The £900 Boden bill (for example) would pay for a year of watercolour classes, or scuba lessons, or Arabic, or membership of a really swanky gym, or even start you off on an OU degree in literature or art history...

And whatever you do, keep coming back to MN - we need more style gurus about now we're in the thick of the wedding season. Might suggest a name change though - being defined by your kids is never a good place to start

florenceuk Fri 13-Jul-07 16:08:18

I think some of it is about just enjoying shopping. I did very little for ages and then when DD was two finally got rid of maternity bra and bought a new wardrobe. I changed my childcare arrangements so that I had more time to shop on the way home (not the reason I changed them, just the result). Since then I find I buy something virtually every week, even if it is small, like a £3 vest. And I buy all the fashion mags and just generally think a lot more about what I am wearing. Mind you, as I have an H&M habit rather than a Mulberry one it is a bit smaller in £££. Also I don't go into places like Selfridges or Browns because I just don't think it's worth it - Jigsaw is as posh as I get. Maybe you need a hobby where you can still shop but it's cheaper - knitting is good!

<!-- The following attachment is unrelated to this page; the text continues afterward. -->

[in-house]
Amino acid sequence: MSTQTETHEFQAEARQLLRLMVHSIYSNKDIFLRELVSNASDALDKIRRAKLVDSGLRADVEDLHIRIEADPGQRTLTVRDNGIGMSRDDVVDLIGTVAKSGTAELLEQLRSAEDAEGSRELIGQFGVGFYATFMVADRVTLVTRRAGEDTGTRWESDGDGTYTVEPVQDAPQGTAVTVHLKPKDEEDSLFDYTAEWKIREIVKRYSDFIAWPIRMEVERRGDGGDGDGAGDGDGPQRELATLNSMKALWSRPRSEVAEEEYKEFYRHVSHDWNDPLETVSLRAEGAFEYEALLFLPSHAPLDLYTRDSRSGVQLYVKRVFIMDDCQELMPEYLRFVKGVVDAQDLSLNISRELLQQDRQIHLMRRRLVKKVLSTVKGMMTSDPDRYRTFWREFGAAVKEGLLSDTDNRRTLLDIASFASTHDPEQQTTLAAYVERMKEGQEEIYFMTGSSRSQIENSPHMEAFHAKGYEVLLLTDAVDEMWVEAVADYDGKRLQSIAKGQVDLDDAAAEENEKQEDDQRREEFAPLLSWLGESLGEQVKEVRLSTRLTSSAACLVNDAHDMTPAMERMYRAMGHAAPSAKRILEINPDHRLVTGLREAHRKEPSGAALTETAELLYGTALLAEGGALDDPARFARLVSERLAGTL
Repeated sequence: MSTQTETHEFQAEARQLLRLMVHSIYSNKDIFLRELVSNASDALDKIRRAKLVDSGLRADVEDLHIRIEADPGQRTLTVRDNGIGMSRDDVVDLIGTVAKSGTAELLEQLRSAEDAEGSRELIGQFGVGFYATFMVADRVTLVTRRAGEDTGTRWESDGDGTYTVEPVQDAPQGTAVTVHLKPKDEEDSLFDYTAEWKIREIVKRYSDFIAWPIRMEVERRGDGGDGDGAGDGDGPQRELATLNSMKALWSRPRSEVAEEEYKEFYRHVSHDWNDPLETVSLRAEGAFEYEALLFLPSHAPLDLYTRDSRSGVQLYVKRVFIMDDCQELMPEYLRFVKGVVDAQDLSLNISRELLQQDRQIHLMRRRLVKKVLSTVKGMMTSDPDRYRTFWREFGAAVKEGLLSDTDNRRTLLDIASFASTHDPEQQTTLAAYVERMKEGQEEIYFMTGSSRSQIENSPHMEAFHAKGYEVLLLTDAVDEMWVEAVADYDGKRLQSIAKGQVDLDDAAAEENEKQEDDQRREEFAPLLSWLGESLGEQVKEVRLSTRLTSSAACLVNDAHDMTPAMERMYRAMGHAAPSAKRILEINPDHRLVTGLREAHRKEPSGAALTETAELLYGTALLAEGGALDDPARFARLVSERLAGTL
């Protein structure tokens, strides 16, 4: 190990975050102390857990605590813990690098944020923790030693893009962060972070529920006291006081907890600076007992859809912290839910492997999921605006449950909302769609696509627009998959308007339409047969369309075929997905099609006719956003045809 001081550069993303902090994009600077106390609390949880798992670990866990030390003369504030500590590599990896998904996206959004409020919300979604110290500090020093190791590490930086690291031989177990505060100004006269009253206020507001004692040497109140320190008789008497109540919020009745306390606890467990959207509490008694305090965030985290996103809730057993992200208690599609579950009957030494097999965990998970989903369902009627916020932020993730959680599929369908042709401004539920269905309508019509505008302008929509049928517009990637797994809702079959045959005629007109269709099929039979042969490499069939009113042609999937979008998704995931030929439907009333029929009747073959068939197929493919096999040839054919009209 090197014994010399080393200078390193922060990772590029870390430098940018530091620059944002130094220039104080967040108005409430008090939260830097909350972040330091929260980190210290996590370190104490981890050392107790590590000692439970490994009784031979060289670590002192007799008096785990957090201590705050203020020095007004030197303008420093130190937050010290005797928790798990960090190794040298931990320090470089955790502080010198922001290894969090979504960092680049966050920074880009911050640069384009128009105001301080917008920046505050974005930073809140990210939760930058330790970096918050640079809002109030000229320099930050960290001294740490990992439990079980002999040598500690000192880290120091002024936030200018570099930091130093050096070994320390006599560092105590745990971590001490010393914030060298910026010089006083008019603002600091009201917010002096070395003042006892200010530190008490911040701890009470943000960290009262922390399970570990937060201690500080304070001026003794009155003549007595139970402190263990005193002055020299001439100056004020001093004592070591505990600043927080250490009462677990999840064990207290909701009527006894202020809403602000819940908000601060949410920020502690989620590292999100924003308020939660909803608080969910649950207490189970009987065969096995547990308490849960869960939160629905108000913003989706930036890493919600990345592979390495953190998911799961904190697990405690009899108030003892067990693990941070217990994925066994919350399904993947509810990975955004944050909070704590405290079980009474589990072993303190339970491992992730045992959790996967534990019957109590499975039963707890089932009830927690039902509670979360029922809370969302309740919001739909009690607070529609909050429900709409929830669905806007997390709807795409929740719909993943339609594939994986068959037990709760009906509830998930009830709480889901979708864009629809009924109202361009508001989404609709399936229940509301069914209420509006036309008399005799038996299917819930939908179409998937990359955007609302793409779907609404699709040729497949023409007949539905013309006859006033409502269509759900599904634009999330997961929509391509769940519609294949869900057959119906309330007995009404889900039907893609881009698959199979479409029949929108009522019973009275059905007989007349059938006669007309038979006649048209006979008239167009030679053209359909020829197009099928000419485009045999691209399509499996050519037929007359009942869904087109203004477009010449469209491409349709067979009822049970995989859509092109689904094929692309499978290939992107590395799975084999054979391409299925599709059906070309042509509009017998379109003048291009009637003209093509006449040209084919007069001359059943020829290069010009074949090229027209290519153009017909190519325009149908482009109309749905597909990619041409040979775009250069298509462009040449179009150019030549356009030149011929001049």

florenceuk Fri 13-Jul-07 16:17:35

Actually I think when Nigel Slater went on a diet he wrote down everything he ate and it helped him to cut down. Maybe you could start by recording everything you buy? What did you buy this week? Put it on here so we can make rude comments

PinkMartini Fri 13-Jul-07 16:28:34

Mrs Badger you are very wise.

Florence interesting about Nigel Slater - where did he say that?

And to the OP as someone who has a couple of (salebought) "classic" and "recognisable" Mulberry bags and they're getting all too popular despite the hefty price tag. So maybe en even better time to find an H&M/New Look habit.

And do change your name - you're also possibly quite recognisable with that name.
What about PhoebeBayswater or something?

bellaandolliesmum Fri 13-Jul-07 18:15:04

I do have a Primark coat which I love and wear everyday!
I have discussed this at length with my dh and he I feel much better. I am going to start having lunch in the park this summer instead of hitting the shops with workmates (who are more seriously fashion addicted than I will ever be). Rainy lunchtimes can be spent in the pub! ;)
Changing my name is probably a great idea, thanks for the advice.

FluffyMummy123 Fri 13-Jul-07 18:39:23

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lizandlulu Sat 14-Jul-07 15:56:52

i think you are all being a little harsh on bellaandholliesmum. lots of women love shopping and buying things, and as long as you can afford it and work for your money, i see no problem. i have an extensuve collection of bags, and they are my reward for working so hard!! my bills get paid and my child wants for nothing and it sounds like she is the same. each for their own, if you ask me.

RubyRioja Sat 14-Jul-07 16:26:41

Message withdrawn at poster's request.